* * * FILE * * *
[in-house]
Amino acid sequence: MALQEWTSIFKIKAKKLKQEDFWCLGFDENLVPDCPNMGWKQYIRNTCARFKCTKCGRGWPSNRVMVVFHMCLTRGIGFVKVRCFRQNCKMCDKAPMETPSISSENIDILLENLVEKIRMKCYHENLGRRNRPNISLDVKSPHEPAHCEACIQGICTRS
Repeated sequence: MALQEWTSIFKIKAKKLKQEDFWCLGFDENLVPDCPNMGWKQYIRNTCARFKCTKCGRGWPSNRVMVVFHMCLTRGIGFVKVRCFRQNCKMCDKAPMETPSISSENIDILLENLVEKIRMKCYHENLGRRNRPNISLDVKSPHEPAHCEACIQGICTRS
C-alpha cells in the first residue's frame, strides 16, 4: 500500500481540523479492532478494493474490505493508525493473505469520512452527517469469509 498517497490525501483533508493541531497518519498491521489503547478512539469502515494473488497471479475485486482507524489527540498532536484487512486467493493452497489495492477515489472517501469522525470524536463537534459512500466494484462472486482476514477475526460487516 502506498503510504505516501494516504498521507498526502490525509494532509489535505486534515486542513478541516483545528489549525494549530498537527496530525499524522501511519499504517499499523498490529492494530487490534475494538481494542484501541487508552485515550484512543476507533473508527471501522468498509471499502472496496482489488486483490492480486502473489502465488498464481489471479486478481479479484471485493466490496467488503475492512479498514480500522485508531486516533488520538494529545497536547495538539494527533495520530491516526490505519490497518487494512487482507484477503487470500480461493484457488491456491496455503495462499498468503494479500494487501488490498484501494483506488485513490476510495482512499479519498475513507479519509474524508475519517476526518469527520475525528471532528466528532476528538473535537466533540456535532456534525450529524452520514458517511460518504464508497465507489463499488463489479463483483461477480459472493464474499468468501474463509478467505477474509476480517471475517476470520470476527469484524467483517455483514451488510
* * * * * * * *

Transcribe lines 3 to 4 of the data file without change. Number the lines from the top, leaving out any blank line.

Repeated sequence: MALQEWTSIFKIKAKKLKQEDFWCLGFDENLVPDCPNMGWKQYIRNTCARFKCTKCGRGWPSNRVMVVFHMCLTRGIGFVKVRCFRQNCKMCDKAPMETPSISSENIDILLENLVEKIRMKCYHENLGRRNRPNISLDVKSPHEPAHCEACIQGICTRS
C-alpha cells in the first residue's frame, strides 16, 4: 500500500481540523479492532478494493474490505493508525493473505469520512452527517469469509 498517497490525501483533508493541531497518519498491521489503547478512539469502515494473488497471479475485486482507524489527540498532536484487512486467493493452497489495492477515489472517501469522525470524536463537534459512500466494484462472486482476514477475526460487516 502506498503510504505516501494516504498521507498526502490525509494532509489535505486534515486542513478541516483545528489549525494549530498537527496530525499524522501511519499504517499499523498490529492494530487490534475494538481494542484501541487508552485515550484512543476507533473508527471501522468498509471499502472496496482489488486483490492480486502473489502465488498464481489471479486478481479479484471485493466490496467488503475492512479498514480500522485508531486516533488520538494529545497536547495538539494527533495520530491516526490505519490497518487494512487482507484477503487470500480461493484457488491456491496455503495462499498468503494479500494487501488490498484501494483506488485513490476510495482512499479519498475513507479519509474524508475519517476526518469527520475525528471532528466528532476528538473535537466533540456535532456534525450529524452520514458517511460518504464508497465507489463499488463489479463483483461477480459472493464474499468468501474463509478467505477474509476480517471475517476470520470476527469484524467483517455483514451488510